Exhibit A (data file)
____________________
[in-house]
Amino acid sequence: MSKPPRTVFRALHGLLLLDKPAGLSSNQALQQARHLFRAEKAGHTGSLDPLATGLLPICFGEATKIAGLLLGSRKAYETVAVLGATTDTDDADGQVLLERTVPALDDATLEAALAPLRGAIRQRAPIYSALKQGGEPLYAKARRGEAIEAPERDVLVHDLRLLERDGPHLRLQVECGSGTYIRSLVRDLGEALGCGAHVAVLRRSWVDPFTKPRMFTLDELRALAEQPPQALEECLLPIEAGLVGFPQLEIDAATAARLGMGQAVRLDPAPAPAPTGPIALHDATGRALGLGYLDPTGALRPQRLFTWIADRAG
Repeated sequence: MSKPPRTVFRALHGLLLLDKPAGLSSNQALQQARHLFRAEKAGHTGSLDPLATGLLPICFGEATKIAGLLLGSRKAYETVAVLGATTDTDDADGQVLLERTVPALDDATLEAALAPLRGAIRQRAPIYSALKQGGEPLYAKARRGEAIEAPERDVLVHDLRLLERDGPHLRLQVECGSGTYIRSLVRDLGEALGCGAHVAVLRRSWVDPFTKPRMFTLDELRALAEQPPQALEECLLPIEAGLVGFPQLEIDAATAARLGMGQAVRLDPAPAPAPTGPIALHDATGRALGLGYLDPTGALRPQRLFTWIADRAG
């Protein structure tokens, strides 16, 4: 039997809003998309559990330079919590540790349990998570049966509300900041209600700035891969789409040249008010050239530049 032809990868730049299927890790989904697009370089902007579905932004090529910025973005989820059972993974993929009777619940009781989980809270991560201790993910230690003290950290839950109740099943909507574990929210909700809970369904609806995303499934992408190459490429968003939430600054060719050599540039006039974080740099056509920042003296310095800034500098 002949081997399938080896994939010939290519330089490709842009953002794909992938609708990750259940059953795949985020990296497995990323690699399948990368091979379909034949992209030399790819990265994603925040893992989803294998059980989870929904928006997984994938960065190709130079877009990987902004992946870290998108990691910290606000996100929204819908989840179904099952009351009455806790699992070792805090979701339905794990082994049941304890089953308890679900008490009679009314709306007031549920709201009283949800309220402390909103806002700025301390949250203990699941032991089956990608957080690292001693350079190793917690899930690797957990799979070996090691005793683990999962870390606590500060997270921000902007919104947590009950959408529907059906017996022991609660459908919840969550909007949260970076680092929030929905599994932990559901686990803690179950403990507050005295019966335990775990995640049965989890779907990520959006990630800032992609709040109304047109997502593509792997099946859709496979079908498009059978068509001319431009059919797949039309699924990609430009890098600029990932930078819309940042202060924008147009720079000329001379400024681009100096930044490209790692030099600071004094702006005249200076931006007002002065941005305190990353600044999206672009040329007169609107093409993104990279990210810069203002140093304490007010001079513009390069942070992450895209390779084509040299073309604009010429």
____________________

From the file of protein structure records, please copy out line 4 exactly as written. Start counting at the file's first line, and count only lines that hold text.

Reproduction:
């Protein structure tokens, strides 16, 4: 039997809003998309559990330079919590540790349990998570049966509300900041209600700035891969789409040249008010050239530049 032809990868730049299927890790989904697009370089902007579905932004090529910025973005989820059972993974993929009777619940009781989980809270991560201790993910230690003290950290839950109740099943909507574990929210909700809970369904609806995303499934992408190459490429968003939430600054060719050599540039006039974080740099056509920042003296310095800034500098 002949081997399938080896994939010939290519330089490709842009953002794909992938609708990750259940059953795949985020990296497995990323690699399948990368091979379909034949992209030399790819990265994603925040893992989803294998059980989870929904928006997984994938960065190709130079877009990987902004992946870290998108990691910290606000996100929204819908989840179904099952009351009455806790699992070792805090979701339905794990082994049941304890089953308890679900008490009679009314709306007031549920709201009283949800309220402390909103806002700025301390949250203990699941032991089956990608957080690292001693350079190793917690899930690797957990799979070996090691005793683990999962870390606590500060997270921000902007919104947590009950959408529907059906017996022991609660459908919840969550909007949260970076680092929030929905599994932990559901686990803690179950403990507050005295019966335990775990995640049965989890779907990520959006990630800032992609709040109304047109997502593509792997099946859709496979079908498009059978068509001319431009059919797949039309699924990609430009890098600029990932930078819309940042202060924008147009720079000329001379400024681009100096930044490209790692030099600071004094702006005249200076931006007002002065941005305190990353600044999206672009040329007169609107093409993104990279990210810069203002140093304490007010001079513009390069942070992450895209390779084509040299073309604009010429």